in 1966, Four years have passed since "Chappaquiddick" destroyed the Kennedy Presidency and sparked a resurgence of the American conservative political movement. The Joint Chiefs of Staff prepare for the weekly presidential meeting by staring uncompromisingly at the portraits outside the Oval Office. Truman - who refused MacArthur's request to hit Manchuria with atomic weapons during the Korean War, then dismissed him. Eisenhower - masterminded D-Day only to go soft on Communism, not even objecting to Joe McCarthy's criticism of George Marshall. Kennedy - who prevented the mastermind of the Berlin Air Lift Curtis LeMay from striking the Soviet missile bases on Cuba. And now, Goldwater - who's own rhetoric on nuclear war was viewed by many as quite uncompromising, a view buttressed by off-hand comments such as, "Let's lob one into the men's room at the Kremlin." Also, Goldwater had had nervous breakdowns in 1937 and 1939; he began to drink heavily, a problem he never completely overcame. Today, the JCS will recommend the upgrade of Operation Rolling Thunder to include nuclear strikes on Viet Cong bases in North Vietnam, Laos and Cambodia, absolutely necessary to end the war. It is, they believe, only a matter of time before America elects a President who will listen to the military. As they enter the Oval Office, they are momentarily disoriented to find a beaming President John F. Kennedy sitting behind the Resolute desk. “What'll it be today fellows, drop a nuke on Uncle Ho?” he asks mischievously. -entry by guest Historian, Stephen Payne-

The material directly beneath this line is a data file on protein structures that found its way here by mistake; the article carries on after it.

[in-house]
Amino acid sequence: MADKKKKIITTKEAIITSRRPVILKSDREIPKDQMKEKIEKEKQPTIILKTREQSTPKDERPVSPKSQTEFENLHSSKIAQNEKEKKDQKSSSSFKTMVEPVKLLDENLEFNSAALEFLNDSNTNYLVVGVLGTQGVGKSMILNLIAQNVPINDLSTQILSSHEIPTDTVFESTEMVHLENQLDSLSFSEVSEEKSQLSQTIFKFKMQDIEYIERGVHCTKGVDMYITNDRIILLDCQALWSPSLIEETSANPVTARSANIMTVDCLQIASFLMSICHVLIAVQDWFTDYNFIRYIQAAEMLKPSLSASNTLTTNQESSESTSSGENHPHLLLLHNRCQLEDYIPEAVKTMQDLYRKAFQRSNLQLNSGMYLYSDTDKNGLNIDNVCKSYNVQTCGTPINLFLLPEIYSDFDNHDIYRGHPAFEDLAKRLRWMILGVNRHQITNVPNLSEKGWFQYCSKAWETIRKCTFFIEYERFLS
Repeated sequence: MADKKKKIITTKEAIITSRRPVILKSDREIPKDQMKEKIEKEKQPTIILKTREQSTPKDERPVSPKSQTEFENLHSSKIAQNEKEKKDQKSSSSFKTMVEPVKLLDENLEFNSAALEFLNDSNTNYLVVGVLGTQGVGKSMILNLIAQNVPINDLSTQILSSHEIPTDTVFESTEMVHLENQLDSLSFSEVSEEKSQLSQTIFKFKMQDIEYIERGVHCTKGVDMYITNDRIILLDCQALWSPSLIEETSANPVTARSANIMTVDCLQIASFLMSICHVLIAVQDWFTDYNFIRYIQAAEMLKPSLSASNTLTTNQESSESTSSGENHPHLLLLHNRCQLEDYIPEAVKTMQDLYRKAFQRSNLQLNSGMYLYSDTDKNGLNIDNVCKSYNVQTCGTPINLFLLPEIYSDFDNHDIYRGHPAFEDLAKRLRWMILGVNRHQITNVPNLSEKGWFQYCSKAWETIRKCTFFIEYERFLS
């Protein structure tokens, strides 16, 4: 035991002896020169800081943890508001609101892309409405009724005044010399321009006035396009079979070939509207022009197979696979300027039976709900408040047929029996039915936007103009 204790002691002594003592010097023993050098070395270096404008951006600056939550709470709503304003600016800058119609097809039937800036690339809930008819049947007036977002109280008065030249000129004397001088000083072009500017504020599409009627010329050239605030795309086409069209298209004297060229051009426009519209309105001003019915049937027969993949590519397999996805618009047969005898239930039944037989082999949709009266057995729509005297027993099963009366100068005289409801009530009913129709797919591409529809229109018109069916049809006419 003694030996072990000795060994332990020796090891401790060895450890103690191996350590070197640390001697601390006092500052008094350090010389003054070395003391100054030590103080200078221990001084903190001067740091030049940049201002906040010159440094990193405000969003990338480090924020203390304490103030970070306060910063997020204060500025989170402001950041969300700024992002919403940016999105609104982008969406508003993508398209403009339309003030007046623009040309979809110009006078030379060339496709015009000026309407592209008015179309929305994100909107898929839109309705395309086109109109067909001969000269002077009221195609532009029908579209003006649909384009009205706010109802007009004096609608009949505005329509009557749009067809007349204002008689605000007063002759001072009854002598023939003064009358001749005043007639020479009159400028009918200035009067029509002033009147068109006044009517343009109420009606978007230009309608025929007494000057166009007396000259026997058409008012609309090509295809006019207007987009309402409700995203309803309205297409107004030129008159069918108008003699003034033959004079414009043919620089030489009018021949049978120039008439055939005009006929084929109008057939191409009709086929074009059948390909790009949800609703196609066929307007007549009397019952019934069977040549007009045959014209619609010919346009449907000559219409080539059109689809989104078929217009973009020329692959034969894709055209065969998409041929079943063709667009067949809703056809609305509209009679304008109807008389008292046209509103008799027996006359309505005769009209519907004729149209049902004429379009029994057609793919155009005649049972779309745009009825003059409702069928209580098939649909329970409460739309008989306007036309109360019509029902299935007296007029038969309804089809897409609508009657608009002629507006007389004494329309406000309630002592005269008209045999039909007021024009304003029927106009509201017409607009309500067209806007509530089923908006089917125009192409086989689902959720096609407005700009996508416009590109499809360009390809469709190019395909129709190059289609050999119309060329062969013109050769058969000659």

The light was strong this morning. Kevin looked up at the sun, holding his hand over his head to shade his eyes, and smiled. It was just cool enough to be comfortable without a jacket, a typical winter day in Texas.
Kevin walked over to his truck, a beat-up old '98 Chevy, and hopped inside. He had a good drive ahead of him today – Austin was about 100 miles away – and he was ready to get started. Kevin's truck, which he sometimes called The Love Boat, had a couple of jiffy may-pop tires on the passenger side, and the electrical system might as well be driven by a hamster on a wheel, but he figured it could make it to Austin.